Differentiating between acute and chronic kidney disease - Veterinary Medicine
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Differentiating between acute and chronic kidney disease
When dogs and cats have kidney disease, it can be a puzzle determining whether the problem has just developed or has been ongoing. These diagnostics can help you piece the puzzle together to make that distinction so you can provide optimal care and give owners the most accurate prognosis for their pets.



Similar to the serum chemistry profile and CBC, urinalysis is indispensable in diagnosing kidney disease. However, it often does not shed enough light on whether the kidney disease is acute or chronic. An active urine sediment with evidence of pyuria, hematuria, bacteriuria, and proteinuria can be seen with either form of kidney disease. Renal epithelial cells may be present in a urine sample in a patient with AKI. However, it is not possible to definitively distinguish whether the cells originated in the kidney or lower in the urinary tract unless they are formed into casts.45 Occasional renal epithelial cells may be normal. However, larger numbers may indicate acute inflammation, infection, or neoplasia of the renal pelvis.45

Casts may be evident in both AKI and CKD and indicate active damage. Casts rapidly disintegrate, frequently precluding identification at the laboratory.46 Hyaline casts are present with acute or chronic proteinuria and may not represent marked renal pathology.43 Cellular casts are more common in AKI.43 White blood cell casts are usually associated with acute nephritis, pyelonephritis, or toxins that damage the renal tubular epithelium, and red blood cell casts often support a diagnosis of glomerulonephritis or renal hematuria,47 although both types of casts are uncommon in cats and dogs. Casts with kidney tubular epithelial cells signal tubular damage.48 Granular casts can be present in cases of AKI and are composed of cells that have degenerated such that the cell type cannot be distinguished.47 Fatty casts are course granular casts with lipid granules that are seen with glomerular disease or diabetes mellitus.47 Waxy casts indicate chronic renal tubular degeneration47 as they are the final stage of granular cast degeneration.46

Additional laboratory testing: PTH assay

An increased serum phosphorus concentration decreases the serum ionized calcium concentration, which stimulates secretion of PTH to return the ionized calcium concentration to normal. With progressive CKD, PTH concentrations tend to increase. In one study, 47% of asymptomatic cats with CKD had elevated PTH concentrations, compared with 100% of cats with severe end-stage CKD.14 In another study, 100% of dogs with CKD or AKI had elevated PTH concentrations.35 Although the mean PTH concentration was higher in the dogs with CKD compared with those with AKI, this difference was not significant.35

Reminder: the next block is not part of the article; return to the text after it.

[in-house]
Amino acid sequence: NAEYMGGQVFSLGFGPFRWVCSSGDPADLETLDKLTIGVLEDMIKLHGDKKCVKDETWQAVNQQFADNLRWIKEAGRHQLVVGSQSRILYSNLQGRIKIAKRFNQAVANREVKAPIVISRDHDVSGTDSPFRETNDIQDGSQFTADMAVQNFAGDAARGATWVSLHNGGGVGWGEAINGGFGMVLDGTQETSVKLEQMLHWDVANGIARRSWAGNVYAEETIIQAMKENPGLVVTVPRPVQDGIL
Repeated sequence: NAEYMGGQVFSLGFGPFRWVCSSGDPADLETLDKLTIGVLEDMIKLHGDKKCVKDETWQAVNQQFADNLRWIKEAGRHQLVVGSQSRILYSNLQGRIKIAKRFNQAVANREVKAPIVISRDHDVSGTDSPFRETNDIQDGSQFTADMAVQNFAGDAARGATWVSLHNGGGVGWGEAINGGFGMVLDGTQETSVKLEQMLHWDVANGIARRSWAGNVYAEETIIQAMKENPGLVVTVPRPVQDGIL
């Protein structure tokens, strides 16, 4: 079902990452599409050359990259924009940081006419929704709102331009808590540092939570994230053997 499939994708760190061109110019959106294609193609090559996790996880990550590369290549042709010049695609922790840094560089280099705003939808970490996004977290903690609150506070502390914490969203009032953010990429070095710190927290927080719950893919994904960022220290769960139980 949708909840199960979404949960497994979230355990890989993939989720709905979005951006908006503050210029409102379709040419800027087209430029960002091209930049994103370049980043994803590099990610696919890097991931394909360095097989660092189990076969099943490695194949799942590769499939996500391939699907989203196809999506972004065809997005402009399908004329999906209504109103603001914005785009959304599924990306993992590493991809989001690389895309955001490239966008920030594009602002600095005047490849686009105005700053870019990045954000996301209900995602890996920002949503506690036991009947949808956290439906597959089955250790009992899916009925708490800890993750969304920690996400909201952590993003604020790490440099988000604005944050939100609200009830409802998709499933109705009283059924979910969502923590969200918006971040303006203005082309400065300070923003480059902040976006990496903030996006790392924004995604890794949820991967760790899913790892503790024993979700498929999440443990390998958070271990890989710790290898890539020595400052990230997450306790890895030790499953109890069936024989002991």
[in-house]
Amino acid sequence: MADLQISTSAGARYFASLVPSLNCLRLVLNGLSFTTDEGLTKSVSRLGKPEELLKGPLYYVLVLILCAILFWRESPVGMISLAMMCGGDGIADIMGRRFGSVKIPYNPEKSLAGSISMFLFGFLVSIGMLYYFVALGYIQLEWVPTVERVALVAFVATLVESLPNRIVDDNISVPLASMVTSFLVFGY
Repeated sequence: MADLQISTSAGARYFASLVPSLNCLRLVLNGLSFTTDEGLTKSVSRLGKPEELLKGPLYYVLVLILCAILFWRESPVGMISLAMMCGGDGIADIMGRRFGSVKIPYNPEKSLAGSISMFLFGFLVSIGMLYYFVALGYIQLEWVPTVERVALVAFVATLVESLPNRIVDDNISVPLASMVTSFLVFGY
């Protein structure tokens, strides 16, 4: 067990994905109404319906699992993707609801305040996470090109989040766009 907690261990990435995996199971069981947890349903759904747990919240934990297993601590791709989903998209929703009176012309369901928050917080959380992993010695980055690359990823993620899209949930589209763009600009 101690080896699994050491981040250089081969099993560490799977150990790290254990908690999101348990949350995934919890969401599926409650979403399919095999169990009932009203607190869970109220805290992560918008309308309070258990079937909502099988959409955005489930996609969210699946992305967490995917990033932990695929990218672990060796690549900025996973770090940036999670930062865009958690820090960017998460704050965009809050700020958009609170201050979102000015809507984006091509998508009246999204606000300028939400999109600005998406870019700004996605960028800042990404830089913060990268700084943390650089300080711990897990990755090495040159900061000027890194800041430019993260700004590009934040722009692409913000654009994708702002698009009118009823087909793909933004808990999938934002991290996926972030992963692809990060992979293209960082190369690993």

Radiography and ultrasonography can be useful tests in differentiating AKI from CKD as well.

Radiographic examination

An abdominal radiographic examination allows evaluation of renal size and shape. Normal canine kidneys should measure 2.5 to 3.5 times the length of the second lumbar vertebra in a ventrodorsal view.49 The kidneys of neutered cats should measure 1.9 to 2.6 times and the kidneys of intact male and female cats 2.1 to 3.2 times the length of the second lumbar vertebra on a ventrodorsal view.50

Figure 2. Radiographic examination can allow efficient evaluation of kidney size. In this ventrodorsal radiograph of a neutered male cat, the length of the L2 vertebra measures about 2.2 cm. The length of the right kidney measures about 4 cm, and the length of the left kidney measures 6.6 cm. The right kidney is slightly smaller than normal, and the left kidney is enlarged. This radiograph also reveals bilateral nephroliths (arrows) and an irregular margin to the right kidney. Bilateral ureteral obstructions secondary to proximal ureteroliths were diagnosed in this cat. Severe hydronephrosis of the left kidney and mild pelvic dilation were identified with ultrasonography.
Small kidneys in comparison to the patient's size suggest CKD (Figure 2). One study showed 33% of cats with CKD had small kidneys, 40% had normal-sized kidneys, and 27% had enlarged kidneys.51 Renal asymmetry can be caused by chronic damage to one kidney leading to scarring, fibrosis, and small size with hypertrophy of the contralateral side. Acute obstruction of one kidney could lead to enlargement of that side with a normal-sized contralateral kidney, but azotemia would not be expected if the normal-sized kidney were functioning normally. An irregular renal contour can be caused by an acute or chronic infarction, cystic diseases, or, rarely, renal masses. Symmetrically enlarged kidneys suggest acute disease. Uroliths in the kidney or ureters indicate a chronic disease process but may have caused acute uremia from acute obstruction or pyelonephritis. Evaluation of bone density throughout the radiograph is important in diagnosing any concurrent renal osteodystrophy secondary to renal secondary hyperparathyroidism. Radiography alone is 60% sensitive and 100% specific for detecting nephroliths or ureteroliths in cats.52 Ultrasonography alone is 77% to 100%53,54 sensitive and 33% specific,52 and the combination of radiography and ultrasonography is 90% sensitive.55


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